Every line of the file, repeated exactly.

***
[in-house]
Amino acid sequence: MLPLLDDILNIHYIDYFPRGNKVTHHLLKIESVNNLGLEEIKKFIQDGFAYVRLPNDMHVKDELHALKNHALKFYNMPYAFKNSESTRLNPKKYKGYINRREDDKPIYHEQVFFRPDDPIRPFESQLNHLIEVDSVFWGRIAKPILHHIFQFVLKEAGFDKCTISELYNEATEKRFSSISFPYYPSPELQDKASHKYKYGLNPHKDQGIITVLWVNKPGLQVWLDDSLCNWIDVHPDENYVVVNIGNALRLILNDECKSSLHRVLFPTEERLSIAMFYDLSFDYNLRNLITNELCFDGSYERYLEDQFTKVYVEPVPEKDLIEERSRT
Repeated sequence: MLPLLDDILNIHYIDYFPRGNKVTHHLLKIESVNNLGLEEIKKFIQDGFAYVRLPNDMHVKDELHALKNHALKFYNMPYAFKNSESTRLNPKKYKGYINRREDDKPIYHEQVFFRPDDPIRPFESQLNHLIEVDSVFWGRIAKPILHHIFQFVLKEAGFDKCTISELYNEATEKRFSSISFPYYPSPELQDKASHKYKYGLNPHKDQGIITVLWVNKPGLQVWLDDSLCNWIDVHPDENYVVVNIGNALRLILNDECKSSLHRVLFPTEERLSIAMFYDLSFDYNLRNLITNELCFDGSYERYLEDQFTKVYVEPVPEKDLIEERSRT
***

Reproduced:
[in-house]
Amino acid sequence: MLPLLDDILNIHYIDYFPRGNKVTHHLLKIESVNNLGLEEIKKFIQDGFAYVRLPNDMHVKDELHALKNHALKFYNMPYAFKNSESTRLNPKKYKGYINRREDDKPIYHEQVFFRPDDPIRPFESQLNHLIEVDSVFWGRIAKPILHHIFQFVLKEAGFDKCTISELYNEATEKRFSSISFPYYPSPELQDKASHKYKYGLNPHKDQGIITVLWVNKPGLQVWLDDSLCNWIDVHPDENYVVVNIGNALRLILNDECKSSLHRVLFPTEERLSIAMFYDLSFDYNLRNLITNELCFDGSYERYLEDQFTKVYVEPVPEKDLIEERSRT
Repeated sequence: MLPLLDDILNIHYIDYFPRGNKVTHHLLKIESVNNLGLEEIKKFIQDGFAYVRLPNDMHVKDELHALKNHALKFYNMPYAFKNSESTRLNPKKYKGYINRREDDKPIYHEQVFFRPDDPIRPFESQLNHLIEVDSVFWGRIAKPILHHIFQFVLKEAGFDKCTISELYNEATEKRFSSISFPYYPSPELQDKASHKYKYGLNPHKDQGIITVLWVNKPGLQVWLDDSLCNWIDVHPDENYVVVNIGNALRLILNDECKSSLHRVLFPTEERLSIAMFYDLSFDYNLRNLITNELCFDGSYERYLEDQFTKVYVEPVPEKDLIEERSRT